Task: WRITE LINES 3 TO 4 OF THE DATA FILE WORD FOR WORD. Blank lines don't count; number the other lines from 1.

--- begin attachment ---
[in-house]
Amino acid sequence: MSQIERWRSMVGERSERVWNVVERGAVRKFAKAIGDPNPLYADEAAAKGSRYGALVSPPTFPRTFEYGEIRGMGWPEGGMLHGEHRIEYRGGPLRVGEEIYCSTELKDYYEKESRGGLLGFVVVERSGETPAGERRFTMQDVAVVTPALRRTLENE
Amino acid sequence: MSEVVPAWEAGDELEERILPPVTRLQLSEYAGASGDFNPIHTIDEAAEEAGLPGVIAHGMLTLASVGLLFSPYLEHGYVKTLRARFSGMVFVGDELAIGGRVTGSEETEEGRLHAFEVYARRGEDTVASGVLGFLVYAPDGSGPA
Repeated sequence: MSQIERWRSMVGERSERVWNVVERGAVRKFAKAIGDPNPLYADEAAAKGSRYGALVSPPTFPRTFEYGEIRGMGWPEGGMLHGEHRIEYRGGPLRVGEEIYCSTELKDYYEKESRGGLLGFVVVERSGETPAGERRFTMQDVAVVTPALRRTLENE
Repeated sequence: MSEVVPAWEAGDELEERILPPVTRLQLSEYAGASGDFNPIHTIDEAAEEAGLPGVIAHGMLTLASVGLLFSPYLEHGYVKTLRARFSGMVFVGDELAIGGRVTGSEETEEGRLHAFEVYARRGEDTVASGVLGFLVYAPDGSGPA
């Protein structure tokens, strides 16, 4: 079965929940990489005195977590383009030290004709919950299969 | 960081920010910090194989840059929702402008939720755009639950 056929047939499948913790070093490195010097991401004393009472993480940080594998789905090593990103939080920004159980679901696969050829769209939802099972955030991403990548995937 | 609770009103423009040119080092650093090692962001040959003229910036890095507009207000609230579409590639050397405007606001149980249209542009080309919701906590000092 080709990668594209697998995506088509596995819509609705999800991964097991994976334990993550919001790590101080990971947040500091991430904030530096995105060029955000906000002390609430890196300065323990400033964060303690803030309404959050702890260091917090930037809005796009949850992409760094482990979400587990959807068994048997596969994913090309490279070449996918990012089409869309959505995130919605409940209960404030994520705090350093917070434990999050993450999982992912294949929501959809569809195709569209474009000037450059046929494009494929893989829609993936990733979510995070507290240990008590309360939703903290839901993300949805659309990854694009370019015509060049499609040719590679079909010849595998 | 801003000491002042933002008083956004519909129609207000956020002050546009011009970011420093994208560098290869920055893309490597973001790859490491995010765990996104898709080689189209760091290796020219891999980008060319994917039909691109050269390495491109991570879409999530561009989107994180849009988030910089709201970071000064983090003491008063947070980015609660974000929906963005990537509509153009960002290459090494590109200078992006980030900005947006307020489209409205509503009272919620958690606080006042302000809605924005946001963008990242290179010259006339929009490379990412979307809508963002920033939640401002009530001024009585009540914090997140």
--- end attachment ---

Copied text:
Amino acid sequence: MSEVVPAWEAGDELEERILPPVTRLQLSEYAGASGDFNPIHTIDEAAEEAGLPGVIAHGMLTLASVGLLFSPYLEHGYVKTLRARFSGMVFVGDELAIGGRVTGSEETEEGRLHAFEVYARRGEDTVASGVLGFLVYAPDGSGPA
Repeated sequence: MSQIERWRSMVGERSERVWNVVERGAVRKFAKAIGDPNPLYADEAAAKGSRYGALVSPPTFPRTFEYGEIRGMGWPEGGMLHGEHRIEYRGGPLRVGEEIYCSTELKDYYEKESRGGLLGFVVVERSGETPAGERRFTMQDVAVVTPALRRTLENE